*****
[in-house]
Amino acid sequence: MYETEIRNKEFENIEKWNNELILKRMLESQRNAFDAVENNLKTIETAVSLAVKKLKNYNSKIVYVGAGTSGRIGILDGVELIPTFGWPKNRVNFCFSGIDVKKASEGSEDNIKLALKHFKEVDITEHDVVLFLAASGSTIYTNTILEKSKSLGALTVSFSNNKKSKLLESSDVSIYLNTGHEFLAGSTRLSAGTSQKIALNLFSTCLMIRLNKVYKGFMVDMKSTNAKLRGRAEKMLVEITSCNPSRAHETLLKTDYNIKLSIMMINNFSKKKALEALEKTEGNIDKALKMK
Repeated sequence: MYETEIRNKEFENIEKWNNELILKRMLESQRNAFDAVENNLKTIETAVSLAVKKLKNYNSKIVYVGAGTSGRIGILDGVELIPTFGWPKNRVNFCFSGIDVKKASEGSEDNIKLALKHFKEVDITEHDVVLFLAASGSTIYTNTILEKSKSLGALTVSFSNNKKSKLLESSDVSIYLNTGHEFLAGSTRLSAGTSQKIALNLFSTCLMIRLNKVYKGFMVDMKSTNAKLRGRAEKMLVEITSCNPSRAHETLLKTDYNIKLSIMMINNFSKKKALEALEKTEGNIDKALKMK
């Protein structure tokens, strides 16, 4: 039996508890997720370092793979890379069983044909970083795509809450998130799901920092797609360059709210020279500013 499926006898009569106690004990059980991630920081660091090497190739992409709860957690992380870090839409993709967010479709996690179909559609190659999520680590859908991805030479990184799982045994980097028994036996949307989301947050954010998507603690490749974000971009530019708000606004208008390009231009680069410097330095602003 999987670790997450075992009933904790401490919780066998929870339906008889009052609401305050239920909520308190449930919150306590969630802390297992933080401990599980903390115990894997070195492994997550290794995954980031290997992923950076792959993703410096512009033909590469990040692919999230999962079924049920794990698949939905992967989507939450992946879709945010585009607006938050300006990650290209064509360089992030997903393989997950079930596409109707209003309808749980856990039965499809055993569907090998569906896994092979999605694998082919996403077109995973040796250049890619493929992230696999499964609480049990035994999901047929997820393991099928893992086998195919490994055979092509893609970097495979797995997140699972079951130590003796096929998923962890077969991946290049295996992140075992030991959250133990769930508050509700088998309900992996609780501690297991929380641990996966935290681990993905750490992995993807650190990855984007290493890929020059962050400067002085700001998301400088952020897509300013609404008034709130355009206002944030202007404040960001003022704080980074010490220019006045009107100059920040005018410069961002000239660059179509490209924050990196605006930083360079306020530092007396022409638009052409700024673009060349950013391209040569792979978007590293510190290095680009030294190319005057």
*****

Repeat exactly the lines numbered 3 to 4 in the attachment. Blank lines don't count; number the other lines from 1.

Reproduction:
Repeated sequence: MYETEIRNKEFENIEKWNNELILKRMLESQRNAFDAVENNLKTIETAVSLAVKKLKNYNSKIVYVGAGTSGRIGILDGVELIPTFGWPKNRVNFCFSGIDVKKASEGSEDNIKLALKHFKEVDITEHDVVLFLAASGSTIYTNTILEKSKSLGALTVSFSNNKKSKLLESSDVSIYLNTGHEFLAGSTRLSAGTSQKIALNLFSTCLMIRLNKVYKGFMVDMKSTNAKLRGRAEKMLVEITSCNPSRAHETLLKTDYNIKLSIMMINNFSKKKALEALEKTEGNIDKALKMK
């Protein structure tokens, strides 16, 4: 039996508890997720370092793979890379069983044909970083795509809450998130799901920092797609360059709210020279500013 499926006898009569106690004990059980991630920081660091090497190739992409709860957690992380870090839409993709967010479709996690179909559609190659999520680590859908991805030479990184799982045994980097028994036996949307989301947050954010998507603690490749974000971009530019708000606004208008390009231009680069410097330095602003 999987670790997450075992009933904790401490919780066998929870339906008889009052609401305050239920909520308190449930919150306590969630802390297992933080401990599980903390115990894997070195492994997550290794995954980031290997992923950076792959993703410096512009033909590469990040692919999230999962079924049920794990698949939905992967989507939450992946879709945010585009607006938050300006990650290209064509360089992030997903393989997950079930596409109707209003309808749980856990039965499809055993569907090998569906896994092979999605694998082919996403077109995973040796250049890619493929992230696999499964609480049990035994999901047929997820393991099928893992086998195919490994055979092509893609970097495979797995997140699972079951130590003796096929998923962890077969991946290049295996992140075992030991959250133990769930508050509700088998309900992996609780501690297991929380641990996966935290681990993905750490992995993807650190990855984007290493890929020059962050400067002085700001998301400088952020897509300013609404008034709130355009206002944030202007404040960001003022704080980074010490220019006045009107100059920040005018410069961002000239660059179509490209924050990196605006930083360079306020530092007396022409638009052409700024673009060349950013391209040569792979978007590293510190290095680009030294190319005057």